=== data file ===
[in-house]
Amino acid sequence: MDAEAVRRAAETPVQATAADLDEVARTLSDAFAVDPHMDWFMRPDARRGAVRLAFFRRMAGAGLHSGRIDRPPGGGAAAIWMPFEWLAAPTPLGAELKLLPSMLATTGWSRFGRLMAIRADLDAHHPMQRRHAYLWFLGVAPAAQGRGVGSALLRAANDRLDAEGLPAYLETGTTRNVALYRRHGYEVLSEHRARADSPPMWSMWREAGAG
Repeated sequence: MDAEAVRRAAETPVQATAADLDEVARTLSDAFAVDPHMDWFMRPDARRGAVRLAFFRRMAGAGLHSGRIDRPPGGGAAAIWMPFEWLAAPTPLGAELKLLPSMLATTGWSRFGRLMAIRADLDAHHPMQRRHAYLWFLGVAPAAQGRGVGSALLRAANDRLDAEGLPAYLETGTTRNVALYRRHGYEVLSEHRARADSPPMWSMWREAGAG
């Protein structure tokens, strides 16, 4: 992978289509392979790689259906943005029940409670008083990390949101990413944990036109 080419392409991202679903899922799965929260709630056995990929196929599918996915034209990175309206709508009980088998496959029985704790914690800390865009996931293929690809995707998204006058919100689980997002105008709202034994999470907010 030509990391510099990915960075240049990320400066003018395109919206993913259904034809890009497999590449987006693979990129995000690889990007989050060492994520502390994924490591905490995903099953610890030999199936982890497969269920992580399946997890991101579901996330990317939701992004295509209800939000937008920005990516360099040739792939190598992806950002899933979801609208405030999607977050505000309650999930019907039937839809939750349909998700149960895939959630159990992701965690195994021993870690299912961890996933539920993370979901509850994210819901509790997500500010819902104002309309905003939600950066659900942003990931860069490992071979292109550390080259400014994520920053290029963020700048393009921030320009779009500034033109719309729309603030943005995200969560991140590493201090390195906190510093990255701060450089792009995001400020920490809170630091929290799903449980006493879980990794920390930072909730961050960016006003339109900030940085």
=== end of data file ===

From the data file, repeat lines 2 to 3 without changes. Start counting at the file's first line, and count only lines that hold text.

Amino acid sequence: MDAEAVRRAAETPVQATAADLDEVARTLSDAFAVDPHMDWFMRPDARRGAVRLAFFRRMAGAGLHSGRIDRPPGGGAAAIWMPFEWLAAPTPLGAELKLLPSMLATTGWSRFGRLMAIRADLDAHHPMQRRHAYLWFLGVAPAAQGRGVGSALLRAANDRLDAEGLPAYLETGTTRNVALYRRHGYEVLSEHRARADSPPMWSMWREAGAG
Repeated sequence: MDAEAVRRAAETPVQATAADLDEVARTLSDAFAVDPHMDWFMRPDARRGAVRLAFFRRMAGAGLHSGRIDRPPGGGAAAIWMPFEWLAAPTPLGAELKLLPSMLATTGWSRFGRLMAIRADLDAHHPMQRRHAYLWFLGVAPAAQGRGVGSALLRAANDRLDAEGLPAYLETGTTRNVALYRRHGYEVLSEHRARADSPPMWSMWREAGAG